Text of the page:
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The problem

Patients who have had life-changing traumatic injuries that require amputation can be given prosthetics to help them regain some use of their limbs. However, as current prostheses don't provide sensations, the small adjustments needed for everyday tasks such as gripping a pen without dropping it or holding an egg without crushing it are very difficult, requiring huge concentration and brain power to complete.

An AI solution

This project aims to assist these patients to regain an element of normality within their everyday lives. Focusing on patients who have lost their upper limbs, researchers from the University of Edinburgh are using AI to develop a prosthesis that reduces some of the brain power required to conduct these everyday tasks while enhancing the user’s control of the limb.

The project uses a range of artificial sensors that replicate the lost sensory capability of the natural hand. The AI within the prosthesis interprets sensory data and allows the artificial hand to react to the environment and make some of the movements required on behalf of the user, mimicking the automatic movements of natural limbs. For example, using the sensor data, the AI can recognise the shape and firmness of a cup and grip the handle appropriately. By taking some of the cognitive load required to conduct these tasks away from the user, this smart prosthesis makes everyday physical tasks easier for the user and allows them to focus instead on higher order movement tasks such as controlling multiple individual finger and wrist movements simultaneously.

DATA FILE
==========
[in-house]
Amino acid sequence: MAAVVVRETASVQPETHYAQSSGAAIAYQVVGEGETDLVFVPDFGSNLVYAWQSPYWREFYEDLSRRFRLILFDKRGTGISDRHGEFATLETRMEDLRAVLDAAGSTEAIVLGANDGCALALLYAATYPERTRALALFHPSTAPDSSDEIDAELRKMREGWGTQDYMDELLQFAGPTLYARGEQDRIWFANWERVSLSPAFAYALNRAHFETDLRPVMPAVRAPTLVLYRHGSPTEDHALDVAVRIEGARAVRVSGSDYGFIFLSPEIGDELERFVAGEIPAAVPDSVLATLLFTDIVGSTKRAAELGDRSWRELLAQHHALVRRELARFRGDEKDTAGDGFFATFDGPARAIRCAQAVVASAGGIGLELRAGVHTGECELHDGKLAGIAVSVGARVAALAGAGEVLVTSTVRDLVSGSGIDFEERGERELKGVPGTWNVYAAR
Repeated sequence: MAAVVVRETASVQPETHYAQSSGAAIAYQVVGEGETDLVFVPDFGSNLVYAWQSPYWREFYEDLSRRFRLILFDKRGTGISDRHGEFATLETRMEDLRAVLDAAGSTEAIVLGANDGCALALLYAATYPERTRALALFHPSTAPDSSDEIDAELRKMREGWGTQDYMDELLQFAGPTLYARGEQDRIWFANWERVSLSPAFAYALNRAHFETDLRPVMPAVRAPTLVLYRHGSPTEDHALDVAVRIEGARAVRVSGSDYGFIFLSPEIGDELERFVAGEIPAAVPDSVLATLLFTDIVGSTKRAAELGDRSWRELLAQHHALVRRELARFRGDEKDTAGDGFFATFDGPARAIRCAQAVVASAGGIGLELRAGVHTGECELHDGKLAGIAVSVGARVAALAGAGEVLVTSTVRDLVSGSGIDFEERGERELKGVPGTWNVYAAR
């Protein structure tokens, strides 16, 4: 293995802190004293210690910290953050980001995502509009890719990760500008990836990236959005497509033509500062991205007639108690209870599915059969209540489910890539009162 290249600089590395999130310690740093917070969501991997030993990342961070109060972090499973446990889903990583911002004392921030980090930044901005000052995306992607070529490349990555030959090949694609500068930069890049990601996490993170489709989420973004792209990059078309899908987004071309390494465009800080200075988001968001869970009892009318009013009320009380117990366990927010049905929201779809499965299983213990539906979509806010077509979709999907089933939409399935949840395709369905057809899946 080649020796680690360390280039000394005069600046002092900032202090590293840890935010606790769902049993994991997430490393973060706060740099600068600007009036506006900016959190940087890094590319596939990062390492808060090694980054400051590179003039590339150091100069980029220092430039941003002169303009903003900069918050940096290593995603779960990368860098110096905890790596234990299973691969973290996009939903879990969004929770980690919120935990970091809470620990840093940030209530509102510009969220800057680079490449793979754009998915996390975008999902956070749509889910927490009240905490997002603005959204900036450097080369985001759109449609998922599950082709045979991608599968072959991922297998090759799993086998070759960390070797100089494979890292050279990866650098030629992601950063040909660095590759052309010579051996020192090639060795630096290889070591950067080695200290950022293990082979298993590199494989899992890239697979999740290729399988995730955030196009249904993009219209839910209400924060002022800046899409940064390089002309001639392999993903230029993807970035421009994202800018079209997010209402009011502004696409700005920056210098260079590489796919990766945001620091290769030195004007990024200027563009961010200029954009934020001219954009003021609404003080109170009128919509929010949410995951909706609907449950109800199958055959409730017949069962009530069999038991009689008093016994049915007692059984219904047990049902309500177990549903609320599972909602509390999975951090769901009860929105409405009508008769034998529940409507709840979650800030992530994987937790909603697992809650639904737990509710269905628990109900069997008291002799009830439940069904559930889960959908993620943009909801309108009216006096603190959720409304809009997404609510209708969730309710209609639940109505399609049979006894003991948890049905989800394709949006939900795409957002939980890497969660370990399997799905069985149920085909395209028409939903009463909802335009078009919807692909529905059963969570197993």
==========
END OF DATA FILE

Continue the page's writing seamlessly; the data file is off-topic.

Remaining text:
A key challenge in making prosthetic limbs more agile is to give the limb the ability to perform quick movement adjustments using simple sensors instead of heavy instrumentation. The team is currently building and refining a prototype and AI for Good funding is helping to procure new sensors and electronics. The project team is also looking to engage with more patients to help with the development of the next stage of prototype.

Aidan Roche, MBBS PhD BEng, Clinical Lecturer at the University of Edinburgh and Principal Investigator on the project, says the implications of the technology are significant. "The AI techniques we are using can be translated to other applications such as lower limb prosthetics or exoskeletons for patients with intact but non-functioning limbs or spinal cord injuries. AI has enormous potential across other areas of healthcare, from aiding quicker diagnosis of diseases to discovering new antibiotics in an era of microbiological resistance. AI makes all this possible by decoding large volumes of data in a fraction of the time humans alone would be able to achieve this."

This project is led by Aidan Roche of the University of Edinburgh in partnership with Robust Autonomy & Decisions Group and the Alan Turing Institute. The project has received funding from Nesta in Scotland’s AI for Good programme.